Today, I want to discuss the importance of oral hygiene for our dogs and cats. You brush and floss your teeth every day and visit the dentist twice a year, right? Well, your pet's teeth are just as important as your own. Like humans, pets can suffer from periodontal disease if their teeth and gums are left uncared for. Let me give you a quick little back story as to why I want to discuss this today.
Recently, my baby had to go to the vet for tumor removals (non-cancerous) and a teeth cleaning. Unbeknown to me, he had to have several teeth removed including a broken one that was becoming infected and causing his horrible bad breath. I had no idea! (Our pets are remarkable at hiding their pain and discomfort). I felt like such a bad mom for not knowing. Had he not had this procedure, under anesthetic of course, he could have suffered severe health issues later on. Thankfully now he is in good health with just a slightly crooked smile.
"Periodontal disease is the most common clinical condition in adult dogs and cats. The disease includes gingivitis (inflammation of the gums) and periodontitis (loss of bone and soft tissue around the teeth). If left untreated, the effects of the disease include damage to or loss of gum tissue and bone around the teeth, development of a hole (‘fistula’) from the oral cavity into the nasal passages causing nasal discharge, fractures of the jaw following weakening of the jaw bone, and bone infection (‘osteomyelititis’). Bacteria from the mouth can enter the bloodstream and are carried around the body. Studies in dogs have shown that periodontal disease is associated with microscopic changes in the heart, liver, and kidneys. " American Veterinary Dental College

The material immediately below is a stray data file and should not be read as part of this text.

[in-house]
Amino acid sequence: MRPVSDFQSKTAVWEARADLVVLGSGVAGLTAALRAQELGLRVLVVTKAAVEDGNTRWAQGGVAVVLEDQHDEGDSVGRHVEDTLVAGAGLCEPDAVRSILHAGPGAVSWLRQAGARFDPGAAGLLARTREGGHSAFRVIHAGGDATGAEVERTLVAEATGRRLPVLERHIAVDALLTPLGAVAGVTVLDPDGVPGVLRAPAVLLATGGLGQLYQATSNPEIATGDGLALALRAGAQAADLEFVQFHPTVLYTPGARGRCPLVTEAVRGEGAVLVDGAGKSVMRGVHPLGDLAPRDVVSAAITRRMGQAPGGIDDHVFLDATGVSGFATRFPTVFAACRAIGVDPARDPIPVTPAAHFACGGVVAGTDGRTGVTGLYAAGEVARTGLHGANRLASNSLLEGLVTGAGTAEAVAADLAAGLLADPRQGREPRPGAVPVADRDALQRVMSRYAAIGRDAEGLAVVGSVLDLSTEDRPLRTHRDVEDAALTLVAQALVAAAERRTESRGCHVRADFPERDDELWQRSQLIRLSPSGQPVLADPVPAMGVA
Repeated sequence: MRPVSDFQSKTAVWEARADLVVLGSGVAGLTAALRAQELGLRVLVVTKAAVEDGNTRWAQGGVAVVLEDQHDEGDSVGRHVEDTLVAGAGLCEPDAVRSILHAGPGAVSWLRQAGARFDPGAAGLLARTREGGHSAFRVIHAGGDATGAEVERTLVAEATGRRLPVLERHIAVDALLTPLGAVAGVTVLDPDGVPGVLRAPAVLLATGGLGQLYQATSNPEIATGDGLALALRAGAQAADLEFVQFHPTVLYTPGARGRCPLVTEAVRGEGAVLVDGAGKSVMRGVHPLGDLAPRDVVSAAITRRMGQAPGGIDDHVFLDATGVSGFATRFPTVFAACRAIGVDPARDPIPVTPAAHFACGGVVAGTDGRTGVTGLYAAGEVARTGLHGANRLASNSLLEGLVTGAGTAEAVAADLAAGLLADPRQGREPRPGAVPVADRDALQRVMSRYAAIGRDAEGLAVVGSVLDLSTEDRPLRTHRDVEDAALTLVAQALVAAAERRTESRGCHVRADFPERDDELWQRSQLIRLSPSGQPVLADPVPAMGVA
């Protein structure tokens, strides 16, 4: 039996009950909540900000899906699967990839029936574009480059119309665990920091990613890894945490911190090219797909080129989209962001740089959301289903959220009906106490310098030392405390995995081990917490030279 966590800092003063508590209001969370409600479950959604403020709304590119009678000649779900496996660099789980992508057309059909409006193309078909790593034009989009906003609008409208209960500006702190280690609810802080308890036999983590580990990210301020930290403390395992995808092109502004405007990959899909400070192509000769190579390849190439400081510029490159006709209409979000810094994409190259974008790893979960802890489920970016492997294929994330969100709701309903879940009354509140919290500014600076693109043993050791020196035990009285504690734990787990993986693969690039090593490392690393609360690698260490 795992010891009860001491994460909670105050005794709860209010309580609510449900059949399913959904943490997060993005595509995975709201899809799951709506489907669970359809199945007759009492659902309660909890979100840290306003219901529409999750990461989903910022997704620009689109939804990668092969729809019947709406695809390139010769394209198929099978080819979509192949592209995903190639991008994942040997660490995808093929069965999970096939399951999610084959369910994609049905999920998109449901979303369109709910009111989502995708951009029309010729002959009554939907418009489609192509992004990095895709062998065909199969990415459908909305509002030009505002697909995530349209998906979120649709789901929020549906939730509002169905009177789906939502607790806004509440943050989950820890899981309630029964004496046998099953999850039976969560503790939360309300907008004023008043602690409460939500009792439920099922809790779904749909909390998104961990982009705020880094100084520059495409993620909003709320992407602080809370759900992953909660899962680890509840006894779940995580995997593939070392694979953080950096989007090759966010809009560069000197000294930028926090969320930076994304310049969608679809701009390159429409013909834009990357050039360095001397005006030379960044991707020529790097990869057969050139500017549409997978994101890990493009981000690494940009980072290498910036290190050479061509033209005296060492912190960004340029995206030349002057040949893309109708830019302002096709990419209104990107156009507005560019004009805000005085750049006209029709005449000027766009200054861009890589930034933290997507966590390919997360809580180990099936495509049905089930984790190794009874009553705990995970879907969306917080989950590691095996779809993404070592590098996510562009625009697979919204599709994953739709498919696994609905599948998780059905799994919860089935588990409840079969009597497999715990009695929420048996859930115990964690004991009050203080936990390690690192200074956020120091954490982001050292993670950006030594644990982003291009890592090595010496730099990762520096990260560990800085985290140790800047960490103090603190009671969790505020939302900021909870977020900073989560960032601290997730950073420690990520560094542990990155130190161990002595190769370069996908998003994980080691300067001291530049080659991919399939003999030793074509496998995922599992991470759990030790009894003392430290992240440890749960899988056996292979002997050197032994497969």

If your pet has severe tartar or large amounts of plaque build up, professional deep cleaning, scaling, polishing, and sometimes removal by a vet are often the necessary courses of action. Home care too is essential in helping to prevent periodontal disease and keeping your pet healthy and happy.
Regular brushing with pet-specific toothbrushes and tooth paste is the front line of defense. Toothbrushes designed for pets are soft and angled to help reach the back teeth. Some prefer finger brushes, which are pretty self explanatory, little rubber brushes that slip on your finger.
Toothpastes come in tasty flavors such as poultry and seafood. Single use dental wipes are also available to remove plaque from the outside of the teeth. Some pets won't accept brushing right away, (did you as a kid?), but with gentle, gradual approaches, they learn to tolerate it. Don't give up, just be consistent and gentle. However, if they continue to resist, there may be underlying health concerns that should be addressed by your vet.
A final note on home care: do NOT use toothpastes designed for humans. These contain abrasives and high foaming detergents that pets should not ingest.
As always, discuss all treatments and processes with your veterinarian prior to beginning any regimen.